The unintended acceleration lawsuits which first received national attention after a 2009 fatal crash in Southern California are still not completely behind Toyota, which has been dealing with dozens of cases from coast-to-coast from individual plaintiffs and class action suits. The latest development is a report from the Wall Street Journal saying Toyota is close to settling with federal prosecutors over allegations of false disclosures to federal regulators.
This case differs from other cases related to the unintended acceleration incidents in that the settlement would be directly with federal prosecutors, rather than with individual plaintiffs or class-action suits from owners. The company has been dogged by officials from various government agencies for issues related to the unintended acceleration cases, including a $66.2 million fine from the National Highway Traffic Safety Administration for not reporting safety defects in a timely manner.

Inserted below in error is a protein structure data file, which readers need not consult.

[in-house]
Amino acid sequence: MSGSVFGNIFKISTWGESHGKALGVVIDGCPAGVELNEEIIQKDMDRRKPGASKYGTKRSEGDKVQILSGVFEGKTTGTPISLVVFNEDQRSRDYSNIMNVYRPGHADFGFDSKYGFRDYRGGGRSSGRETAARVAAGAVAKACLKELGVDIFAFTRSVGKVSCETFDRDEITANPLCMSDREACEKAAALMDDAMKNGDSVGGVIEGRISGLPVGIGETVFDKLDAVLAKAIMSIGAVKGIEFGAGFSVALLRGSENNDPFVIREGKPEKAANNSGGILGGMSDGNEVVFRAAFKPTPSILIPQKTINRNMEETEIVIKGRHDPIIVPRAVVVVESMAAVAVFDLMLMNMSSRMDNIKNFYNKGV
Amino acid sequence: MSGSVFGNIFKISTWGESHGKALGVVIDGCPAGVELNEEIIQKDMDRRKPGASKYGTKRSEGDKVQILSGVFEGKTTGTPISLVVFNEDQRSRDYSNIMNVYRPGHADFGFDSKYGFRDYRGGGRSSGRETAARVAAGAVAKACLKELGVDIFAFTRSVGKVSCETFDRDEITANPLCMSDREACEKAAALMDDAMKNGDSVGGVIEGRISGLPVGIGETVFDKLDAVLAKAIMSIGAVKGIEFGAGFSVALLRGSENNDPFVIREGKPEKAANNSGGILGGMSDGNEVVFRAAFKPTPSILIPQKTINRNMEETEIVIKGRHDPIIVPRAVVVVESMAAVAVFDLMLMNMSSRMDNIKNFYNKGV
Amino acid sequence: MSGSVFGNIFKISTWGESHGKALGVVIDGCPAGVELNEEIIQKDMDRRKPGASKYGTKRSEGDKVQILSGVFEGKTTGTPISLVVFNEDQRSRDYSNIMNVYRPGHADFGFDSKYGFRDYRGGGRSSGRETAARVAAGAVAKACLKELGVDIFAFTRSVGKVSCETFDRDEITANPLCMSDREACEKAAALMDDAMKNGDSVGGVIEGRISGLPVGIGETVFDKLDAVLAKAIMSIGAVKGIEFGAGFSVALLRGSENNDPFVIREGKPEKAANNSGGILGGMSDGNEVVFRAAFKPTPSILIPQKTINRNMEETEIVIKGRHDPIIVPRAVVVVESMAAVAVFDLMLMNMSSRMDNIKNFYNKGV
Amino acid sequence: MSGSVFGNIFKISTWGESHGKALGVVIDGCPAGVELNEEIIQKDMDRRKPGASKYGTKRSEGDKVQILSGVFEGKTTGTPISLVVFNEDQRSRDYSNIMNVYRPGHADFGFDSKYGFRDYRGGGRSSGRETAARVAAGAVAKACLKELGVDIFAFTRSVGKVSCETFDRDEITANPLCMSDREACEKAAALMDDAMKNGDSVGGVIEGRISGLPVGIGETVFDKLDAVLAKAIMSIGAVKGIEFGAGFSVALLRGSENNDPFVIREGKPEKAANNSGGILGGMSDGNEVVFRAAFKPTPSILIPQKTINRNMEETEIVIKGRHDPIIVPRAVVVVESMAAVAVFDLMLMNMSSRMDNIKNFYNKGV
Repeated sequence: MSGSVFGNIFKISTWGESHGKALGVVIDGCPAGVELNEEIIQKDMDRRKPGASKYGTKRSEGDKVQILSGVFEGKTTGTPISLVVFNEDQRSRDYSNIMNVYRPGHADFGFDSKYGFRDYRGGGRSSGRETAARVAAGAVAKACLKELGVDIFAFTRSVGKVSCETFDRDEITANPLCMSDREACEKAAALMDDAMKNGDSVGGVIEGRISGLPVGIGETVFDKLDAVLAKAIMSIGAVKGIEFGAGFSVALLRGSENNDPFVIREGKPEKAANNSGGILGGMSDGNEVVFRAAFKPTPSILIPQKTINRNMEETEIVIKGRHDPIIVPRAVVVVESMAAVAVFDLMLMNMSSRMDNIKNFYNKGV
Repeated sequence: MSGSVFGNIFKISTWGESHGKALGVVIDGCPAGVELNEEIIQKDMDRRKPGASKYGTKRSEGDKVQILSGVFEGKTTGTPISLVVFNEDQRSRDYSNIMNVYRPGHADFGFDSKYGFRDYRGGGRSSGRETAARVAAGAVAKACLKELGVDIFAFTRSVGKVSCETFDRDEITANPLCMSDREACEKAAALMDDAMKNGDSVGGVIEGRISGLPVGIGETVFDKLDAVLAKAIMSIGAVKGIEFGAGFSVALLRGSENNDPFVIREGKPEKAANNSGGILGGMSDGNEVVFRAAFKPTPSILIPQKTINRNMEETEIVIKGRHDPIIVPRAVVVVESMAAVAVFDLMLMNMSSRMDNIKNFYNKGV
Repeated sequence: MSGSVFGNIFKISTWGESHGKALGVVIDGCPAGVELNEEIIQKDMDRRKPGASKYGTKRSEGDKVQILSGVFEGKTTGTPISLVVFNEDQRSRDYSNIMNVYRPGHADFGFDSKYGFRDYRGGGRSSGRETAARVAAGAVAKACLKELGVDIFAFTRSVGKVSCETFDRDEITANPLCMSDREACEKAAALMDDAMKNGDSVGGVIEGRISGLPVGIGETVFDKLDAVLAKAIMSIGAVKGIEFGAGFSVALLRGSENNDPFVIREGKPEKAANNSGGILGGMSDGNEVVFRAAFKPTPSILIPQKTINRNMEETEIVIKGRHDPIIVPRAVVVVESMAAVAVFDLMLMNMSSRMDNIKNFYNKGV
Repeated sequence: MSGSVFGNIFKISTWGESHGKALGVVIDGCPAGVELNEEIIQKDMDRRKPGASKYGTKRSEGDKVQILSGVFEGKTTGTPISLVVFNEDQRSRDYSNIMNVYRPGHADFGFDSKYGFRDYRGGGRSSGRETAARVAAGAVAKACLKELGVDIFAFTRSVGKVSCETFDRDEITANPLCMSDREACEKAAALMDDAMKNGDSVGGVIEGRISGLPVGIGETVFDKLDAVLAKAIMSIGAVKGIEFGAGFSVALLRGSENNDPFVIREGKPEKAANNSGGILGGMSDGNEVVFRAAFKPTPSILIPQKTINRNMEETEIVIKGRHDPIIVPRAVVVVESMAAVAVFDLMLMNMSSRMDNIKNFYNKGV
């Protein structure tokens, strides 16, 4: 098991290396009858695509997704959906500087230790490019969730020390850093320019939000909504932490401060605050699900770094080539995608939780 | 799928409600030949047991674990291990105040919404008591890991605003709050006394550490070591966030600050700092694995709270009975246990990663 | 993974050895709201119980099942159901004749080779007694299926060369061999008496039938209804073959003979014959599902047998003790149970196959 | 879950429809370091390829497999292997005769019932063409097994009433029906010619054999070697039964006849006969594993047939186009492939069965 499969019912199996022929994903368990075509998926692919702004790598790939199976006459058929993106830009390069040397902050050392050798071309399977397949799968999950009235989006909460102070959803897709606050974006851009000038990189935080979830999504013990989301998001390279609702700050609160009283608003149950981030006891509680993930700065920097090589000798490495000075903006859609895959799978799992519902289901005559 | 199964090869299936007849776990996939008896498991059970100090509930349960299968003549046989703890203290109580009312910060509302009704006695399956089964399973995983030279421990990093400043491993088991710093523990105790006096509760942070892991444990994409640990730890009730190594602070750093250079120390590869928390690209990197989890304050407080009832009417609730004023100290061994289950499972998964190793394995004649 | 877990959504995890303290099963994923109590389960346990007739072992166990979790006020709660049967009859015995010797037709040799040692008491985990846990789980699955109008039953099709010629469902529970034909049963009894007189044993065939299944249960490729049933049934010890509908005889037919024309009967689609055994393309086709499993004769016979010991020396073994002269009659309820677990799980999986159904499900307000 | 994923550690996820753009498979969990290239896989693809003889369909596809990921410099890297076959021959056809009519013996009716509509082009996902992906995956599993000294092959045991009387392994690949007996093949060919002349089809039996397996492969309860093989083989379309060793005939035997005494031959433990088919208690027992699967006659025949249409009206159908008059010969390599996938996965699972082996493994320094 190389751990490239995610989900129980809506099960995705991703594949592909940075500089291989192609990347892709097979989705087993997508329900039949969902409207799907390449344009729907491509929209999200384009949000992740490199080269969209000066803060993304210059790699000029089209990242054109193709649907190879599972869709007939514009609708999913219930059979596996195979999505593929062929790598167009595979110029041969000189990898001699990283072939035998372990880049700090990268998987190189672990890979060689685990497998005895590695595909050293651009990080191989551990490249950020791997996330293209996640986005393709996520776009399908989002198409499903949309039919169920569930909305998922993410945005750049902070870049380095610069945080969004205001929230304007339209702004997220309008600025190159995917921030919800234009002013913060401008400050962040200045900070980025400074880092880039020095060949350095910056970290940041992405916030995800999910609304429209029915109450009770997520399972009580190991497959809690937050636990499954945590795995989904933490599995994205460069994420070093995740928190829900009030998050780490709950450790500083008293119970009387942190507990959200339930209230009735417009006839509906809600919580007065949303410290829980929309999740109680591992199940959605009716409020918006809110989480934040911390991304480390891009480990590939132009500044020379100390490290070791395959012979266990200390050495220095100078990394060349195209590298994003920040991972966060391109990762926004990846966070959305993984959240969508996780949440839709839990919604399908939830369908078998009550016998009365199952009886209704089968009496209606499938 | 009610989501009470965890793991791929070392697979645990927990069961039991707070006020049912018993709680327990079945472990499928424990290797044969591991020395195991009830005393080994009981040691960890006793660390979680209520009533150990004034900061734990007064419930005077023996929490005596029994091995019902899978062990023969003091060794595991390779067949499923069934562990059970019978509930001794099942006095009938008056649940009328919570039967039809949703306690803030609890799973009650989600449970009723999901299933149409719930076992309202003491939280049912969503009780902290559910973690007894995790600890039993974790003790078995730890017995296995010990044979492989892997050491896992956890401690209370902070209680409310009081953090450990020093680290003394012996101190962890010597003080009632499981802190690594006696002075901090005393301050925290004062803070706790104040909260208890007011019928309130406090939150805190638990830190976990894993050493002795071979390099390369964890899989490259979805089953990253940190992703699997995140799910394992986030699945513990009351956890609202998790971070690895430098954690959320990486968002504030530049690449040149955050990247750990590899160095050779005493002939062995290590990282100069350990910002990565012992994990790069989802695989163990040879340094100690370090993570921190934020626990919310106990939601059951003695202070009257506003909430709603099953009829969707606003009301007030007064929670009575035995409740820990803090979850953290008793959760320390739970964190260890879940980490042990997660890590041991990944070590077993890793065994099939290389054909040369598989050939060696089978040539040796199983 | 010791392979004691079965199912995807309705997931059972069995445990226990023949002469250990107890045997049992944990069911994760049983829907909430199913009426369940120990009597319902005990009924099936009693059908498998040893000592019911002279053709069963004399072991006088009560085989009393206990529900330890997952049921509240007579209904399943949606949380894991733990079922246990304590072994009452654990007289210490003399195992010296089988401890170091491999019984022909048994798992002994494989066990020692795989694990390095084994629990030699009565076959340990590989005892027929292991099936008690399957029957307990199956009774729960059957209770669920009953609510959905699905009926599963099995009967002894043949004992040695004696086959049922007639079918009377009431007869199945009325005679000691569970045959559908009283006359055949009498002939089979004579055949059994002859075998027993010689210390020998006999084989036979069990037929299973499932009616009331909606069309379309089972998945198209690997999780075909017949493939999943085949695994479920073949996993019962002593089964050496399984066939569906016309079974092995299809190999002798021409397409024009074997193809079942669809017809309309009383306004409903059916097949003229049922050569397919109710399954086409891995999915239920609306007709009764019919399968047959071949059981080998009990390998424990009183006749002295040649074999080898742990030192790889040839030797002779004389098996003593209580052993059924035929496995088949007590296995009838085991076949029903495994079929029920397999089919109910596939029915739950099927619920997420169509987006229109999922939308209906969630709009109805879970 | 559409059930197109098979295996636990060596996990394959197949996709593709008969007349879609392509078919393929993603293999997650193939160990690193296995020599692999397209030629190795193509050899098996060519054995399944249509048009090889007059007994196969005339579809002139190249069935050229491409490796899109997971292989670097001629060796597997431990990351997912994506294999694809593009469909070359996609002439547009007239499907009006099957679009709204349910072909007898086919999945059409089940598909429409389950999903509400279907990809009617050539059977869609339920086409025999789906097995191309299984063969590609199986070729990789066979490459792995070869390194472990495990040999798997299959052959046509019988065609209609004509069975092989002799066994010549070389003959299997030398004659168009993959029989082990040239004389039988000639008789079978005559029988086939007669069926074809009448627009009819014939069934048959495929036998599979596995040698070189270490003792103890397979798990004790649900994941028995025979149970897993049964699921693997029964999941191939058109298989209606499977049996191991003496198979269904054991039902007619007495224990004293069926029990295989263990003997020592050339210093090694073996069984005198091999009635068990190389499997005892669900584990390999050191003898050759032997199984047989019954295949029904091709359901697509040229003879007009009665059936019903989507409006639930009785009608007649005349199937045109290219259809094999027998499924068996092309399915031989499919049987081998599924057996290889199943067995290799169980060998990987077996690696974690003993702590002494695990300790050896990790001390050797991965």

Toyota reached a $1.1 billion settlement with owners in 2012, but lost a wrongful death case in Oklahoma in October 2013. Neither Toyota nor the Justice Department are discussing specifics of the settlement, but it's believed that it will be structured as a criminal deferred prosecution agreement, in which Toyota will be on probation for a certain number of years, and will need to fulfill terms of the agreement over that time to avoid criminal prosecution.
Source: The Wall Street Journal (subscription required)